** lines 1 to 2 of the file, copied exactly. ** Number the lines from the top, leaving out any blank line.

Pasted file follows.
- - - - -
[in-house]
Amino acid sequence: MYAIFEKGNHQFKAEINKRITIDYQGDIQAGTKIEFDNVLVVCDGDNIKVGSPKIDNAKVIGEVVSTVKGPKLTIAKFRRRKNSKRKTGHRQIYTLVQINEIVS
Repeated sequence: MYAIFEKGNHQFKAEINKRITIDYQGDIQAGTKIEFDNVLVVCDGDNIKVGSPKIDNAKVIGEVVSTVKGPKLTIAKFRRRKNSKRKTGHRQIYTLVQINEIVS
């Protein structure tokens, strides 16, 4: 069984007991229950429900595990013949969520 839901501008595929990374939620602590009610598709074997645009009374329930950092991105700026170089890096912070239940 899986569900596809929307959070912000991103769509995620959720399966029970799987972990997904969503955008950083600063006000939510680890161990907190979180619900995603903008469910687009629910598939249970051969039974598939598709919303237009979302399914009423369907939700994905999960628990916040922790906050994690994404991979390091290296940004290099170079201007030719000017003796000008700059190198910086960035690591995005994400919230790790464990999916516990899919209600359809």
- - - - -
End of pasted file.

[in-house]
Amino acid sequence: MYAIFEKGNHQFKAEINKRITIDYQGDIQAGTKIEFDNVLVVCDGDNIKVGSPKIDNAKVIGEVVSTVKGPKLTIAKFRRRKNSKRKTGHRQIYTLVQINEIVS